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RENEWING 9th ST

A Pavilion that Fits into and Updates its Urban Context
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I’m very familiar with the moving process (and its associated woes). Within the last 13 years, I’ve moved seven times thanks to the Recession, empty nest syndrome, and the volatile living situation of college. The first move was the hardest transition: going from a five thousand square foot home to one not even a third of that size, my family had to adapt to constraints. However, how could we with furniture that couldn’t shrink nor change? In the new house, the sunroom became my mom’s bedroom not because she enjoyed the lack of privacy but because that was the only room that would accept her king-sized bed. Furniture took a team to move and, once placed, overshadowed the small rooms. As such when I was tasked with creating a coffee table for studio, I considered its life and how its context might shift and change.

Research

I began this studio project by collecting and discerning data regarding the moving industry and generated household waste. As suspected, moving rates are highest in the younger population and decrease as age increases and renters are transitioning into owners. I interviewed various individuals and in the process, developed three personas that would guide the creation of my coffee table.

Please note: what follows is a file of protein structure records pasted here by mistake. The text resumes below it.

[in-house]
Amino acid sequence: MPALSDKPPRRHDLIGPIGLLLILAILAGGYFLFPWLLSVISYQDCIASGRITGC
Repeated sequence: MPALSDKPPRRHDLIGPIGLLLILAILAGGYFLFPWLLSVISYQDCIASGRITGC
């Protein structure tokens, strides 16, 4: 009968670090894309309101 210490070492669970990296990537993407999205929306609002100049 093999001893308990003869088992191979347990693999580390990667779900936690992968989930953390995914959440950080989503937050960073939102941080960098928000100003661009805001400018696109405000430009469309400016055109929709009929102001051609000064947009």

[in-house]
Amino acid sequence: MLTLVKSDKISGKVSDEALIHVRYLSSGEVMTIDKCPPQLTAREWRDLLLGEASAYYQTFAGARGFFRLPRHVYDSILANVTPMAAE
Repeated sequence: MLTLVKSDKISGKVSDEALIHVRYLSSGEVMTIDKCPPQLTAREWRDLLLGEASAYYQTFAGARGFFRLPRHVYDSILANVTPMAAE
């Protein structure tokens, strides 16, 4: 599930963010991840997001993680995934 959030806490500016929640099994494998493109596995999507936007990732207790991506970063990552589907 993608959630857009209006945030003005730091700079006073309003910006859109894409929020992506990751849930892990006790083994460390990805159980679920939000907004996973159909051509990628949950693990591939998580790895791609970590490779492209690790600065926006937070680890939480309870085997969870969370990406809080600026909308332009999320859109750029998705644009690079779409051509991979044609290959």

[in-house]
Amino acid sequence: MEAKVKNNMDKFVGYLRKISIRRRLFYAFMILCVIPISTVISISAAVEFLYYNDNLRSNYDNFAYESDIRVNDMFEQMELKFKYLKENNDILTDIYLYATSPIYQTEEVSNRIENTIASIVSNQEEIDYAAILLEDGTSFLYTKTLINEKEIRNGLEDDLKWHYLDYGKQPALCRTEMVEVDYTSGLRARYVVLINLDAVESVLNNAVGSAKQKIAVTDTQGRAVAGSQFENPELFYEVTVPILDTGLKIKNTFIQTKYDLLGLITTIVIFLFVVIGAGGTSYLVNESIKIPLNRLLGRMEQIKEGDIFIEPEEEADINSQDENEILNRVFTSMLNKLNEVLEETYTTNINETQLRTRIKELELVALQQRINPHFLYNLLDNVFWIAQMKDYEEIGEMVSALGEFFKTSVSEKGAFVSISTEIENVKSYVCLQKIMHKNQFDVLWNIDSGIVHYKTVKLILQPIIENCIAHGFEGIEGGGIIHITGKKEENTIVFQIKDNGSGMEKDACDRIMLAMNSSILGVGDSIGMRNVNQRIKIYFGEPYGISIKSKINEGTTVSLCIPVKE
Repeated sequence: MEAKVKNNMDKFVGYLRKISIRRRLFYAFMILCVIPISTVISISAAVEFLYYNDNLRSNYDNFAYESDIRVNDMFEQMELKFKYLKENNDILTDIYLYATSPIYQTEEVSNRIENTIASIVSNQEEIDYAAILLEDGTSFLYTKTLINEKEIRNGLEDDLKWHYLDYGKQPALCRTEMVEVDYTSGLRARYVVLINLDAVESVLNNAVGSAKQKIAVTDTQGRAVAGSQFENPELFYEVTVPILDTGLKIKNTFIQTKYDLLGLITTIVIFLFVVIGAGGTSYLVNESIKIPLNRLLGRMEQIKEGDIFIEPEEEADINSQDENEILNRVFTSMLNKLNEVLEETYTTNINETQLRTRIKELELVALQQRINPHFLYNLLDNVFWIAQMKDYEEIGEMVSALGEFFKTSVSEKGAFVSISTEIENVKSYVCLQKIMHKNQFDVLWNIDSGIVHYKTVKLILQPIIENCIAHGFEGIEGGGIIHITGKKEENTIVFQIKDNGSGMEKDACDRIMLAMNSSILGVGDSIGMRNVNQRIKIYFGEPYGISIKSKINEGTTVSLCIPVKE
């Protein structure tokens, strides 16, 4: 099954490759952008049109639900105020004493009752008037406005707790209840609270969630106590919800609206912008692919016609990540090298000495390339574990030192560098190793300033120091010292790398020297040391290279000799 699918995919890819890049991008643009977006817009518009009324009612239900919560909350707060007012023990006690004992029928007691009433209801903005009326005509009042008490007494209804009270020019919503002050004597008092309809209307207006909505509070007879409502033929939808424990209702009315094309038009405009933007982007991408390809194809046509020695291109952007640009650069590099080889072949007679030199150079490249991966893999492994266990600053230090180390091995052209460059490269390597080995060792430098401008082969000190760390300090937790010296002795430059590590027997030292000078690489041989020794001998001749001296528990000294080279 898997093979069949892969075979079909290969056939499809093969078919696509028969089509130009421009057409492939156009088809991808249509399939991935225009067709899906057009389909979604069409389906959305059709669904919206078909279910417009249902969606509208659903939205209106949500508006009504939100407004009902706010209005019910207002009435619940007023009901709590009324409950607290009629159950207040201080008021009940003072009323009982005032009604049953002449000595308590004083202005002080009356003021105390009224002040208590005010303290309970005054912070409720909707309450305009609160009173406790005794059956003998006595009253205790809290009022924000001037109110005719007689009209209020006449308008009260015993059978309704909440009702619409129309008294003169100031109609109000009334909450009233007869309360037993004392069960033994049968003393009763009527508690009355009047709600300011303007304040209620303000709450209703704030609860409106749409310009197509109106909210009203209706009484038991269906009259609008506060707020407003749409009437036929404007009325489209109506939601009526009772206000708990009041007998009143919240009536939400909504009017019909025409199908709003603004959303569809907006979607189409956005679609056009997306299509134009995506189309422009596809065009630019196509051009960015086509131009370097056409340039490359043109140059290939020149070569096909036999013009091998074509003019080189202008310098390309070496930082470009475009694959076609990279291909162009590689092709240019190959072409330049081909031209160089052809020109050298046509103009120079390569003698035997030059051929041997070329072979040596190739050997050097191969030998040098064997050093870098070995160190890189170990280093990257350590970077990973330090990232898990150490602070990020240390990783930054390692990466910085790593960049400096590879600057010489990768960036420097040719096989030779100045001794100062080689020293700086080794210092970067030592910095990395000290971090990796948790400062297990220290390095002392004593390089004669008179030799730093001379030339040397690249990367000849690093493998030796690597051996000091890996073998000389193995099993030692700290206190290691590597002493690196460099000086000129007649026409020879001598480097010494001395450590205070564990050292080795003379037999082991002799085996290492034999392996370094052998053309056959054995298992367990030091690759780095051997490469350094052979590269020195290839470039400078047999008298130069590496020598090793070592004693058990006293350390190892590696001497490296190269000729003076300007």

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Restaurants closed BEFORE & AFTER 10pm
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Bus Routes
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Parking Lots & Structures
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Green Space
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Conception

I began this studio project by collecting and discerning data regarding the moving industry and generated household waste. As suspected, moving rates are highest in the younger population and decrease as age increases and renters are transitioning into owners. I interviewed various individuals and in the process, developed three personas that would guide the creation of my coffee table. 

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REGROWING 9th ST

A Pavilion that Provides Business and Sanctuary
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For this studio project, I was tasked with revitalizing downtown Lynchburg’s 9th street from the Lynchburg Museum to the Langley Fountain. All the buildings (many of which are vacant for an ideally high-density area) make up a concrete jungle that cascades down the hill into the James River. While its horizon features a picturesque landscape, the site itself boasts minimal greenery and only one small mural for a pleasant distraction. To provide intervention for this site, I first gained insight from the experts, Lynchburg residents and business owners, to practically steer the process of conception. By interpreting their thoughts and channeling them into a design, I was able to conceive of a structure that provides not only sanctuary from the tired downtown but a destination to halt and reverse the city’s decay.

Research

We started the semester by visiting and surveying the site for an entire day. By experiencing downtown from morning to night, I could ascertain how the site’s relationship with people and automobiles might shift temporally. Once back in the studio, I then followed up the site visit with research on demographics and resident reviews to form an educated response to regrow Lynchburg’s withering downtown.